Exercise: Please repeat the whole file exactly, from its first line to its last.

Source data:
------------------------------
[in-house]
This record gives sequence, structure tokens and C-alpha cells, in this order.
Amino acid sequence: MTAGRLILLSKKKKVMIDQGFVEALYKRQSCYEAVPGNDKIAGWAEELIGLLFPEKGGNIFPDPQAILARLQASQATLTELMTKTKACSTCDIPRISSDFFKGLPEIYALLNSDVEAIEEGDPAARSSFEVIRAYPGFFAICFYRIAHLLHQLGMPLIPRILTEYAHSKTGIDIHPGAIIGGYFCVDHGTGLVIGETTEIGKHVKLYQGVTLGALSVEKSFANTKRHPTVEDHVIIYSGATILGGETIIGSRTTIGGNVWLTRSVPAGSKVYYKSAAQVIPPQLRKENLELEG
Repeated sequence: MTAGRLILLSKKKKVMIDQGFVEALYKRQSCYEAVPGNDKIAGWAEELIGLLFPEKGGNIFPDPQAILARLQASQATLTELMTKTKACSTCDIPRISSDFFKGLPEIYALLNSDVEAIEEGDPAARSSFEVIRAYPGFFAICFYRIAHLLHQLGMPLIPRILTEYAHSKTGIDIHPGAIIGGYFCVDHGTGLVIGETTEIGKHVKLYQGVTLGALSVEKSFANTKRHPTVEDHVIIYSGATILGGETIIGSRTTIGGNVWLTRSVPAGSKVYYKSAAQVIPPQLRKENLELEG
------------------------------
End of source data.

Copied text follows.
[in-house]
This record gives sequence, structure tokens and C-alpha cells, in this order.
Amino acid sequence: MTAGRLILLSKKKKVMIDQGFVEALYKRQSCYEAVPGNDKIAGWAEELIGLLFPEKGGNIFPDPQAILARLQASQATLTELMTKTKACSTCDIPRISSDFFKGLPEIYALLNSDVEAIEEGDPAARSSFEVIRAYPGFFAICFYRIAHLLHQLGMPLIPRILTEYAHSKTGIDIHPGAIIGGYFCVDHGTGLVIGETTEIGKHVKLYQGVTLGALSVEKSFANTKRHPTVEDHVIIYSGATILGGETIIGSRTTIGGNVWLTRSVPAGSKVYYKSAAQVIPPQLRKENLELEG
Repeated sequence: MTAGRLILLSKKKKVMIDQGFVEALYKRQSCYEAVPGNDKIAGWAEELIGLLFPEKGGNIFPDPQAILARLQASQATLTELMTKTKACSTCDIPRISSDFFKGLPEIYALLNSDVEAIEEGDPAARSSFEVIRAYPGFFAICFYRIAHLLHQLGMPLIPRILTEYAHSKTGIDIHPGAIIGGYFCVDHGTGLVIGETTEIGKHVKLYQGVTLGALSVEKSFANTKRHPTVEDHVIIYSGATILGGETIIGSRTTIGGNVWLTRSVPAGSKVYYKSAAQVIPPQLRKENLELEG